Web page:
And it made me rethink our entire justice system. The definition of justice is a bit too esoteric for my brain today, but I wondered what if? What if, instead of using prison to punish those we deem worthy of punishment, we used it to protect those who would be further victimized? If someone commits a violent crime, especially a sexual crime, and continues to do so, then that person has demonstrated, for whatever reason, a pattern of dangerous behavior. What if, instead of putting him in prison to punish him, we put him in prison in order to protect future victims?
As far as I know, there is no rehabilitation for sexual predators, so I would think they would be good candidates for life in prison.
If we weren’t so interested in retribution and vengeance, we would do away with the death penalty. If we weren’t so interested in retribution and vengeance, we would have lots of free space in prison if we let those go who had not committed, at the very least, violent crimes.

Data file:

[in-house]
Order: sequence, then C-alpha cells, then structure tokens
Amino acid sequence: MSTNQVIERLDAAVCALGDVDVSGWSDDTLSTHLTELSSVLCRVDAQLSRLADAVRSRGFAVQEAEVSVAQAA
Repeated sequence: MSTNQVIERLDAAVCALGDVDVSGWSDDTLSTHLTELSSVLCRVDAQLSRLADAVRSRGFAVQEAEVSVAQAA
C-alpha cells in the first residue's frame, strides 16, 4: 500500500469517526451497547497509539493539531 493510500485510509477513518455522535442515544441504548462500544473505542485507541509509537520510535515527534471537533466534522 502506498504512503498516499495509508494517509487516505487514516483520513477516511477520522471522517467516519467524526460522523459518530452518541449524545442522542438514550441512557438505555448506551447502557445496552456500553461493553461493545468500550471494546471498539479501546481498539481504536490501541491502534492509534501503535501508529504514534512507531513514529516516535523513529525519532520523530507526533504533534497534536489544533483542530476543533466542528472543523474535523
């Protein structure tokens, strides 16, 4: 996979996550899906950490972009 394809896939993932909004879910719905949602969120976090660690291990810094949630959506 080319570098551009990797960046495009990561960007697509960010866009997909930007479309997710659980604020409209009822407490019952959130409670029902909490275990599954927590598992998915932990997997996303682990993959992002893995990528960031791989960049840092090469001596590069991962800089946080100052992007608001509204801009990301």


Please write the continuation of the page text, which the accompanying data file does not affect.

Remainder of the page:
Other systems could be put in placed for other things, for crimes that involve money, etc. A bit too much for me to work out right now as I’m in a anti-violent criminal sort of mood. If we weren’t so interested in retribution and vengeance, these prisoners could be put to work seeking solutions to end sexual violence, seeking anger management mechanisms, doing some kind of work in prison that would allow them to contribute to society despite what they had done. Perhaps we could even develop systems to allow them to “earn their keep” in a manner of speaking. Make something that could be sold–half the money for the prison, a quarter of the money to prisoners (for themselves or their families), another quarter to fund causes that work to end violence. Or counseling for their victims.
Or something positive.
If we weren’t so interested in retribution and vengeance and worked to change the prison system, then we’d have to change the way we viewed poverty, addiction and mental illness, so many other things. It would transform our society.
In mental health, we have to control a patient’s dangerous behavior by the “least restrictive means possible.” You can’t put a patient in restraints when seclusion will work; you can’t use four-point restraints when two will work. It’s not punishment–it’s redirection. It’s about protecting the out of control patient, the other patients, and ourselves. Perhaps it would be a good place to start.